We have shifted from paper napkins to cloth, the little bit more it adds to the towel load has really no effect on the bills, so cloth is cheaper, and just as easy.

I don't really like the idea of the "throw away" society. I don't think overall disposables are a good idea...but seeing ads for paper plates, made me wonder.

As I type this, I'm thinking not...you would still have to wash the pots and pans, silverware, and glasses, so what's a few dishes in the mix.

I do have some paper plates, to use when power goes out (I have a well, so no power means no water, and I don't want to use my reserve to wash dishes)

Has anyone actually done the math?
IMO the defined moderate use of paper plates is a cost saver when you consider the energy & time it takes to run water either for hand washing or a dishwasher.

Then there is the very real benefit that a dishwasher offers of getting , and keeping, the water hot enough to sterilize the dishes to help avoid colds & flu ,as well as other bacteria and germs, in the battle against illness.

That said, we've always believed that paper was worth the cost for all the side benefits of time, energy cost as well as better health. There are many kitchen items that must be washed due to size or purpose so those items always get run in the dishwasher.

There are some things in life that you just can't put a price on...........
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Old 05-29-2010, 05:44 PM
 
Location: Victoria TX
42,618 posts, read 86,565,652 times
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I got my washables at thrift shops for maybe 25c each, I've had them for more than five years, and I wash them without soap. Just hot water and hand rub them. I haven't had a cold in maybe five years.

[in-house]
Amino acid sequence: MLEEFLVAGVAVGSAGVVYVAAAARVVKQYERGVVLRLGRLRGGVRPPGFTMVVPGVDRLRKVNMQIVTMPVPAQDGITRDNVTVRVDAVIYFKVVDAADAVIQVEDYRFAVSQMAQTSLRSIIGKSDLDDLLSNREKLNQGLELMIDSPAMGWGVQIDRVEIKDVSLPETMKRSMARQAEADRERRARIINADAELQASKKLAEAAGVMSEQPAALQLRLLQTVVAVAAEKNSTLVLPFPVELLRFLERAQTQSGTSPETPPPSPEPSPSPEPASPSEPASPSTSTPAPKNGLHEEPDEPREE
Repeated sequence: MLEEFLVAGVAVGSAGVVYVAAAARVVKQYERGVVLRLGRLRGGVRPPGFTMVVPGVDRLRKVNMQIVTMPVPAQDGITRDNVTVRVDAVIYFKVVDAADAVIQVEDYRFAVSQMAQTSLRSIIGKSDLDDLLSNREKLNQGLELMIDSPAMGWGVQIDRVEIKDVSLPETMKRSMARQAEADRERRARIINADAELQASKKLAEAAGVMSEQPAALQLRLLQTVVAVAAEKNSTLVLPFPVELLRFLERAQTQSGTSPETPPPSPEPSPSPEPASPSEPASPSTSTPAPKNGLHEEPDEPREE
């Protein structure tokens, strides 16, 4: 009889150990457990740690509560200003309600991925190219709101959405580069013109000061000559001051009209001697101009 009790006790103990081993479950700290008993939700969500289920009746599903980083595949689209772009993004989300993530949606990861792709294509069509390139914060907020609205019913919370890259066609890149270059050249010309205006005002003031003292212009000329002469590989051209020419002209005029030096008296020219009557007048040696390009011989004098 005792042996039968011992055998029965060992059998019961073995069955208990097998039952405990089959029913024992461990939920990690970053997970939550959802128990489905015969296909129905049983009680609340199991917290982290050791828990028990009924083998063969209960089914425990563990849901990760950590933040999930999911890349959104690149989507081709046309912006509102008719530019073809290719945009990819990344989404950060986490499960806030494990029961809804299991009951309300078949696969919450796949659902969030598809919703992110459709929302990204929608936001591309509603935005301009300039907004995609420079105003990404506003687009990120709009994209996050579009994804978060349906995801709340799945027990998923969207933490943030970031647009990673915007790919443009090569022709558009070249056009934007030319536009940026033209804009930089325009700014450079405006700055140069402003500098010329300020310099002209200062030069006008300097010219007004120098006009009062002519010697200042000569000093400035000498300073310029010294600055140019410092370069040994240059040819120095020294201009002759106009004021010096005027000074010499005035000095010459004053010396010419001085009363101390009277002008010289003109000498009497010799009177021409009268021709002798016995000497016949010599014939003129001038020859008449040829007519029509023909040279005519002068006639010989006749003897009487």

When I'm reheating leftovers in a saucepan, I use a plate for a pot lid, and it gets nice and hot, and helps keep my meal hot while I'm eating it.

Same with towels. I use launderable cloth for kitchen or table wipes.
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Old 05-30-2010, 10:01 PM
 
Location: Orlando, Florida
43,854 posts, read 50,853,077 times
Reputation: 58749
Maybe it all depends on how many people are in the family and what sorts of foods you eat. I live alone now and eat lots of frozen meals due to my work schedule. After cooking, I even put the food on a regular plate so it feels more like a real meal. Only takes a drop of soap to wash my daily dishes.
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Old 05-31-2010, 12:34 AM
 
Location: We_tside PNW (Columbia Gorge) / CO / SA TX / Thailand
34,548 posts, read 57,460,499 times
Reputation: 45903
Eat out of the pan, saves on plates and forests (or use the 'Community Hog Trough').

Take a couple days / week off from eating at all, save more and stay healthy (has worked for me for over 30 yrs).

I will admit I haven't had a frozen dinner since I left home @ age 16 nearly 40 yrs ago.
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Old 06-06-2010, 06:12 PM
 
Location: Columbia, California
6,664 posts, read 30,498,023 times
Reputation: 5177
My ex-room mate had the best of worlds. I would find my dishes in the trash when he finished.
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Old 06-07-2010, 06:10 PM
 
7,138 posts, read 14,588,969 times
Reputation: 2397
I use the plastic "throw away" bowls and cups, they last for months. My cat has been using her one plastic bowl now for 6 months, and still washes up fine. Use small glass plates if needed, easier to wash.

PS I do have nice dishes, just hate to have to wash and put them away.